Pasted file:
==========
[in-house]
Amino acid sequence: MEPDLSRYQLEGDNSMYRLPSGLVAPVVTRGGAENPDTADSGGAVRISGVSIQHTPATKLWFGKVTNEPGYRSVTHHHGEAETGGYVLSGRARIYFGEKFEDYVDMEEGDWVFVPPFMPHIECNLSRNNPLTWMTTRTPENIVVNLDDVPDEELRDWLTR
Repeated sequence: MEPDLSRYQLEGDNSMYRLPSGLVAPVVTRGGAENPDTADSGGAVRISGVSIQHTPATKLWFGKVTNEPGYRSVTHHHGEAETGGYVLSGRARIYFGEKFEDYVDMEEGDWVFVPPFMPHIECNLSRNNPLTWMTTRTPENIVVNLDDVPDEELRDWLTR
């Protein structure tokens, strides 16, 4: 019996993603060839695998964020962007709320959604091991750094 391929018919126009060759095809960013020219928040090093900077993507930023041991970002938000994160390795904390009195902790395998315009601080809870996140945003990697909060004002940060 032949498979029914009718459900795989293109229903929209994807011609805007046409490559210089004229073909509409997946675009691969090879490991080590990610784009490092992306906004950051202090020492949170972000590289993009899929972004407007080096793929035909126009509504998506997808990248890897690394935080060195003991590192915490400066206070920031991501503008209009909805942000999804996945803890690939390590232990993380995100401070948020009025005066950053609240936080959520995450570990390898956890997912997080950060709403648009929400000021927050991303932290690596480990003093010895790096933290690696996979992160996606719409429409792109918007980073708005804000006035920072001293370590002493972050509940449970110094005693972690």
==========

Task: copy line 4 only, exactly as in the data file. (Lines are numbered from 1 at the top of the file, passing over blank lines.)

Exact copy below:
């Protein structure tokens, strides 16, 4: 019996993603060839695998964020962007709320959604091991750094 391929018919126009060759095809960013020219928040090093900077993507930023041991970002938000994160390795904390009195902790395998315009601080809870996140945003990697909060004002940060 032949498979029914009718459900795989293109229903929209994807011609805007046409490559210089004229073909509409997946675009691969090879490991080590990610784009490092992306906004950051202090020492949170972000590289993009899929972004407007080096793929035909126009509504998506997808990248890897690394935080060195003991590192915490400066206070920031991501503008209009909805942000999804996945803890690939390590232990993380995100401070948020009025005066950053609240936080959520995450570990390898956890997912997080950060709403648009929400000021927050991303932290690596480990003093010895790096933290690696996979992160996606719409429409792109918007980073708005804000006035920072001293370590002493972050509940449970110094005693972690």